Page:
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Acorn's smallest residents

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My husband, Jack, studies ants and he often charms me with his inexhaustible supply of insect stories. On a recent stroll, we found a scattering of Gambel oak acorns littering the trail. Stooping down to pick one up, Jack told me the story of the "acorn ants."

These well-named Temnothorax ants — temno meaning slight — are so tiny that a colony of 200 of them can make their home in a single acorn! To my eyes, they are perhaps the cutest species of ant I’ve ever seen. 

Acorn ants are described as being extremely peaceful. They gather sugar that comes from the bodies of plant-sucking aphids, and collect small protein sources like springtails and flies. 

But Jack described a more complex picture. These little ants are too weak to be able to bust through the hard-outer core of the acorn shell, so they have to rely on the acorn weevil to provide a home for them. 

These half-inch-long brown weevils have long, slender snouts called rostrums. The females bore holes into young, summer acorns with the chewing mouthparts at the end of their rostrums. Then, the weevil does an about-face, and deposits her eggs right into the kernel of the acorn. The eggs hatch into pale, legless stubby grubs. 

The larvae live there until fall, when the acorns drop to the ground. Then it’s go time for the grubs! These little creatures bore through the acorn shell and out into the wide world of the forest floor, where they live for a year before emerging as a new adult weevil to repeat their own small circle of life.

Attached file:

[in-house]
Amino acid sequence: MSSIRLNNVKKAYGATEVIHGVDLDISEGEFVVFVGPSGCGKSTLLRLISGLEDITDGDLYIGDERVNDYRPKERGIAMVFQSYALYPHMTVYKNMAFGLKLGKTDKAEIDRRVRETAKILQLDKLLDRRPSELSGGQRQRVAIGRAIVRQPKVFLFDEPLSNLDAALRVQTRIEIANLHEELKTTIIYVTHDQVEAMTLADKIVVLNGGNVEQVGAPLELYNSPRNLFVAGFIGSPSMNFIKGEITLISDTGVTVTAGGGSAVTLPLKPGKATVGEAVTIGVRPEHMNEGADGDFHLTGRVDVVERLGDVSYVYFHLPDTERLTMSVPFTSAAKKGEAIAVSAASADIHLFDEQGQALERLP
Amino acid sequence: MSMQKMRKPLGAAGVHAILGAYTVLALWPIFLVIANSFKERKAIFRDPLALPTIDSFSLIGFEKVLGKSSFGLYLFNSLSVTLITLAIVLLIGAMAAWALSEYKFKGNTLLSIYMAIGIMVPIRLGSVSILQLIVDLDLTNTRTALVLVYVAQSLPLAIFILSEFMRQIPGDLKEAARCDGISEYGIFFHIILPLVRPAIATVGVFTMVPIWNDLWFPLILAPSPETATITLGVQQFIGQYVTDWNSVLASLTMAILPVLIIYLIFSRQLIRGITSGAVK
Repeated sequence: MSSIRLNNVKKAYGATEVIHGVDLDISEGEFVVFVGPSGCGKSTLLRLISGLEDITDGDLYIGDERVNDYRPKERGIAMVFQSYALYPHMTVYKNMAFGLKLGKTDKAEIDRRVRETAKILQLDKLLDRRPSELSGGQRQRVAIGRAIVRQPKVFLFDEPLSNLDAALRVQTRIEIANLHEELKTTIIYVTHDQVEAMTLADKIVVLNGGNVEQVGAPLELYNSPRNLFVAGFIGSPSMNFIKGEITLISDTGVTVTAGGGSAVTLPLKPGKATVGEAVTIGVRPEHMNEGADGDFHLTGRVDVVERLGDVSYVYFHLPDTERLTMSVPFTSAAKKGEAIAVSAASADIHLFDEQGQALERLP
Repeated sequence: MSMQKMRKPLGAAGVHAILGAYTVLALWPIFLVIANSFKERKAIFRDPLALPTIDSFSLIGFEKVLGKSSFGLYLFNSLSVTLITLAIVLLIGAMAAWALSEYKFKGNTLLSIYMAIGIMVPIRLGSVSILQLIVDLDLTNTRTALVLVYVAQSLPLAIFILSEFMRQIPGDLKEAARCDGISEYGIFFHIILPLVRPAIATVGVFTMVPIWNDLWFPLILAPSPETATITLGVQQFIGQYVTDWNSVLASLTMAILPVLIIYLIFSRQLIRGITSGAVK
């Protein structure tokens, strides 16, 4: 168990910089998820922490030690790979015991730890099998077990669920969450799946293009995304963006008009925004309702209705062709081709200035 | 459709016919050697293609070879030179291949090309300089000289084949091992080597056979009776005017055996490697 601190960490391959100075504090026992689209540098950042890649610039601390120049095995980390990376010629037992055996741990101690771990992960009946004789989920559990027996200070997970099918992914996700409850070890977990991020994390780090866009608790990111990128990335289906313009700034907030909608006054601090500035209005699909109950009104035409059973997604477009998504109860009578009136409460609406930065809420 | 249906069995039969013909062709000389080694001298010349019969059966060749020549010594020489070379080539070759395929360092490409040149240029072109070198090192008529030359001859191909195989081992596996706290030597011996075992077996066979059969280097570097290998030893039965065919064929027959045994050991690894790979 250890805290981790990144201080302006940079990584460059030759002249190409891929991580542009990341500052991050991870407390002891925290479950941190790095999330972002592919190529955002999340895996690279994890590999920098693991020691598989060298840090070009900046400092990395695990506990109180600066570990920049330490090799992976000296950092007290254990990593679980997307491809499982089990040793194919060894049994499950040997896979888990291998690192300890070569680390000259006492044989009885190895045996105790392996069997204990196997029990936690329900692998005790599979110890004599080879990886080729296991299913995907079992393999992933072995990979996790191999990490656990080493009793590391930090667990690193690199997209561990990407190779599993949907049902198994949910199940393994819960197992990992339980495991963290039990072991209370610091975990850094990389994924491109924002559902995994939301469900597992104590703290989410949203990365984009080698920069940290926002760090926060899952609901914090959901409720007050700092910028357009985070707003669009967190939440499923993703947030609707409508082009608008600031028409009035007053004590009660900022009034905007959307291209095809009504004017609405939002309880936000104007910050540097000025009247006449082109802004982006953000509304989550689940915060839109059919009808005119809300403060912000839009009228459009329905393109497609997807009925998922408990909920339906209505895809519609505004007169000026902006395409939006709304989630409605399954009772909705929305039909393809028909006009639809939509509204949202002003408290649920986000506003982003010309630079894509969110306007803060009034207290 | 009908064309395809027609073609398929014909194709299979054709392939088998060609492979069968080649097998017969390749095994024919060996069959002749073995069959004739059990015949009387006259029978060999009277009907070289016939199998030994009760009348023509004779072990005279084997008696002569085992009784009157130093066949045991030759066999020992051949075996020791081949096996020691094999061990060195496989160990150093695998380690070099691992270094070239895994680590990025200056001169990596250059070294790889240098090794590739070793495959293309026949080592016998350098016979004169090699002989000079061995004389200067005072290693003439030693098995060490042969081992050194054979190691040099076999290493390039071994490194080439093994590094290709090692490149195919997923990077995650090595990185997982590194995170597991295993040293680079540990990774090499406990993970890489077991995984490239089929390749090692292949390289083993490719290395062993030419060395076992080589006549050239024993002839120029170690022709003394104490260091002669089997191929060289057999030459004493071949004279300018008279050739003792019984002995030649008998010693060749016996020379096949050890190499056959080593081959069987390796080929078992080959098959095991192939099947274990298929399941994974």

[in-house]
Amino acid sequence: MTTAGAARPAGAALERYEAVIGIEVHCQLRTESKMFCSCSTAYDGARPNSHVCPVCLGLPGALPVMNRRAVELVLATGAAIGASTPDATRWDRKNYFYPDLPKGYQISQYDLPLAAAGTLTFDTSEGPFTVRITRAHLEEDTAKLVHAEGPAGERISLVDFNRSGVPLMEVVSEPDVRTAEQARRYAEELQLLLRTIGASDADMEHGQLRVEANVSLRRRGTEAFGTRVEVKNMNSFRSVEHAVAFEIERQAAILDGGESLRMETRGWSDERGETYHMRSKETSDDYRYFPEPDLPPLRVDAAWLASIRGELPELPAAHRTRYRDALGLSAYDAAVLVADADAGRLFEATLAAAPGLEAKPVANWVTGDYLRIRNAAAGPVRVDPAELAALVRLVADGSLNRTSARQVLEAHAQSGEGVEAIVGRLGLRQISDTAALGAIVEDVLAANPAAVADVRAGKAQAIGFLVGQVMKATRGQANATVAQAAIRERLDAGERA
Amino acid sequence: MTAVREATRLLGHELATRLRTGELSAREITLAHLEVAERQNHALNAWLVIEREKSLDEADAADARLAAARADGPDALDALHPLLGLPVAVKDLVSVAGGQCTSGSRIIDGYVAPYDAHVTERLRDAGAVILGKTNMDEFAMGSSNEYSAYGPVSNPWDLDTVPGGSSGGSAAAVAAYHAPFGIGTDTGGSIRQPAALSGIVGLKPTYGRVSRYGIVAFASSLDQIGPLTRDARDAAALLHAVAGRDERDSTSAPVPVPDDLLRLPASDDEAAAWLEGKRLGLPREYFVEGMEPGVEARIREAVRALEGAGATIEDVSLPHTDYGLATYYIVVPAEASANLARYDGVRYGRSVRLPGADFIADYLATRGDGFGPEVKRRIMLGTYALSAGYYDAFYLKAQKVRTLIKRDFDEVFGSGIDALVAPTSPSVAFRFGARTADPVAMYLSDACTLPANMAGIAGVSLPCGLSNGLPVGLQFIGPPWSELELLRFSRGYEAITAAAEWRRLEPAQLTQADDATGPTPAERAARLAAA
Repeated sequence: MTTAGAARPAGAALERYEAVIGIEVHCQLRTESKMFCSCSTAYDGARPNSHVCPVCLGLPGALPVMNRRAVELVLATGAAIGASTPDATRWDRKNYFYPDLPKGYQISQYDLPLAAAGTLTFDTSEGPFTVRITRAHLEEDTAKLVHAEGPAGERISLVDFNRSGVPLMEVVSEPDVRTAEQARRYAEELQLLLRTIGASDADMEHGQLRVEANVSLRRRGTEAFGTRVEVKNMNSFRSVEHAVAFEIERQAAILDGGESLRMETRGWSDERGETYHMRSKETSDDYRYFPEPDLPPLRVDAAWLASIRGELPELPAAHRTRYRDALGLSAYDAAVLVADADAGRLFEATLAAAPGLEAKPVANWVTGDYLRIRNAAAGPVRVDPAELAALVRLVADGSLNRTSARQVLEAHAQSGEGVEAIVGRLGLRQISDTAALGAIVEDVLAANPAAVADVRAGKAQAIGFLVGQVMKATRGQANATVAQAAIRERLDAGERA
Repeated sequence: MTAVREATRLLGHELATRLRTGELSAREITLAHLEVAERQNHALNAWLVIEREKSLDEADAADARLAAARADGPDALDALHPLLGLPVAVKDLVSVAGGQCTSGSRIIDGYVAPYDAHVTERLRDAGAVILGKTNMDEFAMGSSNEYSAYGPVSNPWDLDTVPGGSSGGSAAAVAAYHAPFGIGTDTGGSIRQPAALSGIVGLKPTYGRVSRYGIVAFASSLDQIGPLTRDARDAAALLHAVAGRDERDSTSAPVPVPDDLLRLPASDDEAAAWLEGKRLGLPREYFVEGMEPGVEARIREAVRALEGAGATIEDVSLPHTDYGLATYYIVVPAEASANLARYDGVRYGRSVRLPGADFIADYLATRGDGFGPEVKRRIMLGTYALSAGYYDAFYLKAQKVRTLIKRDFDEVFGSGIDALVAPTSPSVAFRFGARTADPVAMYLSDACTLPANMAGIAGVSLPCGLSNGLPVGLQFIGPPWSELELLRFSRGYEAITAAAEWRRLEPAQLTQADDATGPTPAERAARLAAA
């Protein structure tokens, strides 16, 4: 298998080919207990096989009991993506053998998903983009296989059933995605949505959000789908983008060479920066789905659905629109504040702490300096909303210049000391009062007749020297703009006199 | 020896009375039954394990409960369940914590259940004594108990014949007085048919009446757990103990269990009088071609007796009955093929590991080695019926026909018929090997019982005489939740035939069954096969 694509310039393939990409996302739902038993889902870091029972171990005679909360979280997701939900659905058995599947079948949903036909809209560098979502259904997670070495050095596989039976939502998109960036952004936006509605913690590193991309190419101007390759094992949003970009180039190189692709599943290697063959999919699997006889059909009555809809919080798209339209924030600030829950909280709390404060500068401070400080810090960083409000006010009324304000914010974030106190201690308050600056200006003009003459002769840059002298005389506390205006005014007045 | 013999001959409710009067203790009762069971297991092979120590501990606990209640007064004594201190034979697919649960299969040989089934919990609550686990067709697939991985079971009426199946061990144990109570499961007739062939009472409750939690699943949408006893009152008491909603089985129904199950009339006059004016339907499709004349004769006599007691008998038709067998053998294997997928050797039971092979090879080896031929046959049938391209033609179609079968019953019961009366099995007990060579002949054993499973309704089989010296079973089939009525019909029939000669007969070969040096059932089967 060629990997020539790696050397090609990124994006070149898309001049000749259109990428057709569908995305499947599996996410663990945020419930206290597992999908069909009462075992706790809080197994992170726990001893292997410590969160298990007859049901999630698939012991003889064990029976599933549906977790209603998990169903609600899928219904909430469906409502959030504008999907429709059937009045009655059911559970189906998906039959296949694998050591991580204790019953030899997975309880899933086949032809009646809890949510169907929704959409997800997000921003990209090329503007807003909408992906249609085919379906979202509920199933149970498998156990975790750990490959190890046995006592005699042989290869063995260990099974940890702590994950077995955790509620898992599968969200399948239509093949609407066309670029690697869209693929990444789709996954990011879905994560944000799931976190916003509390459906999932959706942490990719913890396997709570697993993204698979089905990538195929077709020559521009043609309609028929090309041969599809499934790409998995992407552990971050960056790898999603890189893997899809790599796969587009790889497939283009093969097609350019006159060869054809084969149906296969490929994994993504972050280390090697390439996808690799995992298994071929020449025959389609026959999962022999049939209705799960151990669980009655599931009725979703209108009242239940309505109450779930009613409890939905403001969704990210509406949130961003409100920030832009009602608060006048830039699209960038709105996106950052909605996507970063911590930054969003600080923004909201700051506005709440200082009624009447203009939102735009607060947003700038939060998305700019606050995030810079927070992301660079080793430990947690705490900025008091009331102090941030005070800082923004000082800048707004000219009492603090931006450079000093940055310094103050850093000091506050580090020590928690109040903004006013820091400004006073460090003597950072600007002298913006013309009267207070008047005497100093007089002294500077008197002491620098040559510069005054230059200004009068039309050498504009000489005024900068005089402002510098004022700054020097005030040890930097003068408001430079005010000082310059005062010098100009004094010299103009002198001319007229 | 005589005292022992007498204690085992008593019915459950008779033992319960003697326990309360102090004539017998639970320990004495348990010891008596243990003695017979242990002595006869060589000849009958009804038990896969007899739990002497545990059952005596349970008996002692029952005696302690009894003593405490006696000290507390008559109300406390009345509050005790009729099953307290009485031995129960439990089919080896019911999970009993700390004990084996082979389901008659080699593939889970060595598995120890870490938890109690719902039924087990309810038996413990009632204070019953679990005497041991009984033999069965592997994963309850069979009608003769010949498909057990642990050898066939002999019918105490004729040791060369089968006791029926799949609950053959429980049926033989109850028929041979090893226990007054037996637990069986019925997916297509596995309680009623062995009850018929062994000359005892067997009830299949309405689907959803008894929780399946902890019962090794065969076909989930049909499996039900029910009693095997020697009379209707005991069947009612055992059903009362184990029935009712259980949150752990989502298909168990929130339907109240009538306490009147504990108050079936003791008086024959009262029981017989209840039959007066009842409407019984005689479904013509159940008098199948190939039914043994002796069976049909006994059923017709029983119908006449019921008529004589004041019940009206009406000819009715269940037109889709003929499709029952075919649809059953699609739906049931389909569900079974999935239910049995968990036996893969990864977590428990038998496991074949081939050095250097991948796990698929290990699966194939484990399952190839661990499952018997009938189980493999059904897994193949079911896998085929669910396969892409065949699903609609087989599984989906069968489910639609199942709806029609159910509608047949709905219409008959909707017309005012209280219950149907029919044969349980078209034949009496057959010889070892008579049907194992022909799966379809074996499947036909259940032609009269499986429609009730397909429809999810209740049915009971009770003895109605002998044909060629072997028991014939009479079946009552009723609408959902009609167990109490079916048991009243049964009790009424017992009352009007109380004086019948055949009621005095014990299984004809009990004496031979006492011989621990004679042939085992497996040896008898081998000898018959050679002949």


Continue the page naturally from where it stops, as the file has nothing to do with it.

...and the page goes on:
And that leftover hollow in the acorn shell? Perfect for the next tenants — an active colony of Temnothorax ants.

This is what I love about trees. Whether you are observing them from the huge landscapes of our mountain forests or in the miniature arena of a single acorn, you’ll always find something to amaze you.

Dr. Nalini Nadkarni is an emeritus professor of both The Evergreen State College and the University of Utah, one of the world’s leading ecologists and a popular science communicator. Dr. Nadkarni’s research and public engagement work is supported by the National Geographic Society and the National Science Foundation. Any opinions, findings, and conclusions or recommendations expressed in this material are those of the author and do not necessarily reflect the views of the National Science Foundation. @nalininadkarni
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